Russia is preparing to test a nuclear missile which is so advanced it could get past Nato defences and destroy a large slice of Europe within seconds of launching.
The RS-28 Sarmat missile, dubbed Satan 2 by Nato, has a top speed of seven kilometres (4.3 miles) per second and has been designed to outfox anti-missile shield systems.
The Kremlin's new intercontinental ballistic missile will be ready for field trials this summer, according to the Russian news network Zvezda, which is owned by Russia's ministry of defence.
The report comes only days after Russia showed off its military might in a Victory Day parade which was reminiscent of the Cold War days under the Soviet Union.
The Sarmat missile could deliver a warhead of 40 megatons - 2,000 times as powerful as the atom bombs dropped on Hiroshima and Nagasaki in 1945.
Zvezda reported the missile could destroy an area the size of France or Texas.
It is expected to have a range of 10,000 km (6,213 miles), which would allow Moscow to attack London and other European cities as well as reaching cities on America's west and east coasts.
Igor Sutyagin, an expert in Russian nuclear capability at the Royal United Services Institute in London, told Mail Online: 'The SS-18 is more than 30 years old. It is past its sell-by date.
'So even if you had the warmest relations in the world with Nato you would want to update your missiles. But (President) Putin of course is happy for it to be portrayed as an aggressive move. He wants to stress his unpredictability and his importance.'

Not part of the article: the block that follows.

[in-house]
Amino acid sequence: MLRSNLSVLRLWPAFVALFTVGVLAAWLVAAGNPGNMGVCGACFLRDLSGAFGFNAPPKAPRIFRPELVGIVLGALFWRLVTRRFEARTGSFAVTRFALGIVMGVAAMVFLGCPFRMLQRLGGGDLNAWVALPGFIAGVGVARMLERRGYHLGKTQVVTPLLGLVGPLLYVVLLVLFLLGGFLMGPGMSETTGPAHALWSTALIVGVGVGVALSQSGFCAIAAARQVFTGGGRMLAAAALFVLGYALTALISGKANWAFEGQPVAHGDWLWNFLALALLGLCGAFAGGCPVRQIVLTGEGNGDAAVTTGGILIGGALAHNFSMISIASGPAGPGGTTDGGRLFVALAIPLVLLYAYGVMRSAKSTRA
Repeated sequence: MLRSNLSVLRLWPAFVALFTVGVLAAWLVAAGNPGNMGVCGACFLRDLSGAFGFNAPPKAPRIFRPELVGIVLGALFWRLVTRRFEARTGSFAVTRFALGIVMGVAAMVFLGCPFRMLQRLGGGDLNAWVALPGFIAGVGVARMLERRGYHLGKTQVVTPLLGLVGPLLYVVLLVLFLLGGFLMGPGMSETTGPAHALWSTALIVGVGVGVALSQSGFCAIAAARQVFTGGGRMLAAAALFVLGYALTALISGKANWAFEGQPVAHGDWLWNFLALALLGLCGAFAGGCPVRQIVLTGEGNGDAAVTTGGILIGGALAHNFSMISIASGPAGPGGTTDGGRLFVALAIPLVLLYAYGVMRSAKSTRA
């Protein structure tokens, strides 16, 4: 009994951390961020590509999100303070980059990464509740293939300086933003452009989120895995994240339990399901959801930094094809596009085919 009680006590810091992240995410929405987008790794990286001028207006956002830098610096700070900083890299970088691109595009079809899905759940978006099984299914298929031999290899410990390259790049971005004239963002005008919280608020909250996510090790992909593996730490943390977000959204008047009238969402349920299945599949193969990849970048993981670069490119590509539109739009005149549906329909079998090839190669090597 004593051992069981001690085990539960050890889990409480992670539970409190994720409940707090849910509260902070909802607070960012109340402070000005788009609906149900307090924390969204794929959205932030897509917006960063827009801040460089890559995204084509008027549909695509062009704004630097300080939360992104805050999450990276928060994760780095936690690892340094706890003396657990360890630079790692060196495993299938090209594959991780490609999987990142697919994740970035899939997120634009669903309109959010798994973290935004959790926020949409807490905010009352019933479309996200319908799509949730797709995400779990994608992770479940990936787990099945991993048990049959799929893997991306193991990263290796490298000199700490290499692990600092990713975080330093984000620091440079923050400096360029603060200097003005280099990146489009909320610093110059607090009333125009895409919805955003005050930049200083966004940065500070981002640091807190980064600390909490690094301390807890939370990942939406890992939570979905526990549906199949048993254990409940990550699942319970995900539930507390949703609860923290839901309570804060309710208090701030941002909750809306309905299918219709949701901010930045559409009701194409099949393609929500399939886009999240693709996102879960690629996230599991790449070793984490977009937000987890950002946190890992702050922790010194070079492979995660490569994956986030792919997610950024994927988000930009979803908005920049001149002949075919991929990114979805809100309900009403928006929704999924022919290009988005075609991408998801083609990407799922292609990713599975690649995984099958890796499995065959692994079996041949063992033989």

Dr Sutyagin points out that the SS-18 missiles which the Russians currently rely on were designed in 1988 during the Soviet Union and were built at a factory in Dnipropetrovsk, in what is know the Ukraine.
He said the Russians cannot totally rely on the Ukraine-based maintenance engineers and he said Sarmat were designed and built by Russians at the Khrunichev plant just outside Moscow.
The Sarmat has been in development since 2009 and is scheduled to start replacing the old ICBMs in 2018.
Dr Sutyagin they would be no match for Nato systems like Aegis Ashore, the controversial missile defence shield which the US is deploying to Romania.
He said: 'Not only are they too fast but they have got rid of the predictable flight path. It manouevres all the way so it is terribly difficult for any missile defence system to shoot it down.'
The Russian Defence Ministry plans to put the Sarmat into service in late 2018 and remove the last SS-18 by 2020.